Off the Kuff Rotating Header Image

Races enter homestretch

Tony Sanchez is working to get out the vote as the campaign enters the final week before Election Day. The conventional wisdom continues to be that it’s too little, too late:

The pollsters concluded that a victory by either Sanchez or Kirk would require a record-breaking turnout among minority voters, which was the Democratic Party’s goal in assembling a racially diverse statewide ticket.

Sanchez also would have to chip away some of Perry’s support.

Some Democrats have reported privately that black activists have assembled a strong get-out-the-vote effort for Kirk, and that Kirk likely will receive more than 90 percent of those votes.

But figures released by the secretary of state show that voter registration of Hispanic-surnamed Texans increased by only 170,127, far short of the 500,000 new-voter goal set by former San Antonio Mayor Henry Cisneros’ Every Texan Foundation. Cisneros claimed that his voter-registration effort was nonpartisan, but he is a strong backer of Sanchez and Kirk.

There are 2.5 million registered voters with Hispanic surnames. But voter registration in the heavily Republican North Texas counties of Denton and Collin outpaced new registration in the heavily Hispanic South Texas counties of Bexar, Cameron, El Paso, Hidalgo and Webb by almost 16,000.

The problem that I have with this analysis, which I’ve said before, is that there’s a large trove of already-registered Hispanic voters who generally don’t vote that Sanchez can and undoubtedly will try to tap into. In 1994 and 1998, between 450,000 and 470,000 turned out in the gubernatorial elections. This year the projection is 750,000 Hispanic voters. That’s still less than a 40% turnout among such voters.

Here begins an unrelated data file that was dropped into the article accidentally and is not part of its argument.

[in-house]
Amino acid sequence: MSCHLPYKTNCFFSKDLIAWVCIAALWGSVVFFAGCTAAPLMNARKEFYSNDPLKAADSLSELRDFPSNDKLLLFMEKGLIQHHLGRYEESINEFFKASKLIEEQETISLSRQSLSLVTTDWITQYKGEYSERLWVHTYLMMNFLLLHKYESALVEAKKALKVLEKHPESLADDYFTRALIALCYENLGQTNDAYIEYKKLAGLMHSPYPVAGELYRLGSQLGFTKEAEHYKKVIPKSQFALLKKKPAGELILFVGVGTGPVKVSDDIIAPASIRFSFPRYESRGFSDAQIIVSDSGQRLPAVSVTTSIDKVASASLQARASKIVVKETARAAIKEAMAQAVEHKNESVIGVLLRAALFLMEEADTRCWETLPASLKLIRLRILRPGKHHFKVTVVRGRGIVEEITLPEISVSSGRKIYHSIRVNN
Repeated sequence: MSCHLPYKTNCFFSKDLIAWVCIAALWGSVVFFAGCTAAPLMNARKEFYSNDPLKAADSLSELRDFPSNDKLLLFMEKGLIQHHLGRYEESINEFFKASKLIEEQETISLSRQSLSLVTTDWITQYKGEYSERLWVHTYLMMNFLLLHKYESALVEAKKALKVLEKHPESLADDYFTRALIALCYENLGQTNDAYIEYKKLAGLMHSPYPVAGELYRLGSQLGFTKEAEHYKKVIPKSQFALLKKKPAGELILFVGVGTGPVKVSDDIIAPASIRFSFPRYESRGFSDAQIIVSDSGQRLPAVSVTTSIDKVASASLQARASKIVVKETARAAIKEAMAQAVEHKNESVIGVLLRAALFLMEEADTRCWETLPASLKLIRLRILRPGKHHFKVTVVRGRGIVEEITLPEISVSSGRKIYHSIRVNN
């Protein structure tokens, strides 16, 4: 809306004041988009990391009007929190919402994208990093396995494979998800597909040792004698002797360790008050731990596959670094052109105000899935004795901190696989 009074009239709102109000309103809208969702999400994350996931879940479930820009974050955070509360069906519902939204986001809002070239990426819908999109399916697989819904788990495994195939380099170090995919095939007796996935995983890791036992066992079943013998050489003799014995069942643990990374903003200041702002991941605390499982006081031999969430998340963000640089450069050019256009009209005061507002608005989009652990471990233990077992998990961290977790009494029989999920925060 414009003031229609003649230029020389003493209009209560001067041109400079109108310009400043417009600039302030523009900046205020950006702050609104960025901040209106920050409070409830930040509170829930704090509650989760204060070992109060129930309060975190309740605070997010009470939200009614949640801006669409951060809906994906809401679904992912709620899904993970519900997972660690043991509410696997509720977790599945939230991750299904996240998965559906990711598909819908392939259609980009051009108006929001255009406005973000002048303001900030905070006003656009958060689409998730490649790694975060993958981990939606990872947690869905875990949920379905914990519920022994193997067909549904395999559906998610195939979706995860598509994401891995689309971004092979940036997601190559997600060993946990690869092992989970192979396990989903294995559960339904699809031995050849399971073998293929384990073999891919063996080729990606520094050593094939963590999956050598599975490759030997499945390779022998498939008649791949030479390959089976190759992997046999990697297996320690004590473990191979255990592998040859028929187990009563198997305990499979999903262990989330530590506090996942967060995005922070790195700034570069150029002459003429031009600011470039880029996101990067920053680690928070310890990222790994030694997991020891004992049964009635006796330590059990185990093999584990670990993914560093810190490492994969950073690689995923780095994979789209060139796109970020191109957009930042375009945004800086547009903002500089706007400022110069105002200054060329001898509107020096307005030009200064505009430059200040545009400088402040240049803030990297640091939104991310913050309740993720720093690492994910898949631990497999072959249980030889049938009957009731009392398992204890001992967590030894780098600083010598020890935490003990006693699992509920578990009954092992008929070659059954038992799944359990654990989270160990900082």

By the way, the Chron article mentions 2.5 million registered voters with Hispanic surnames. The Borderland News article linked immediately above cites 1.95 million as of 2000. I point this out to note that even counting Hispanic voters can be a dicey proposition. The bottom line is that we’re all guessing. My guess, based on recent electoral history, is that Hispanics will turn out for and vote for Tony Sanchez. Whether it will be enough remains to be seen, but I’m confident it will be more than what’s been projected so far in the press.

The “experts” may even realize that they could be wrong:

[Jerry] Polinard [chairman of the political science department at the University of Texas Pan American in Edinburg] said that until early voting started, there hadn’t been much noticeable enthusiasm for the governor’s race, but that is beginning to change.

“Much of Sanchez’s strategy was that much of the heavy lifting would be below the radar,” he said. “We may not have as good a handle on this as we think.”

I’ll report from Sanchez’s Houston headquarters on Monday.

Related Posts:

  • No Related Posts

Comments are closed.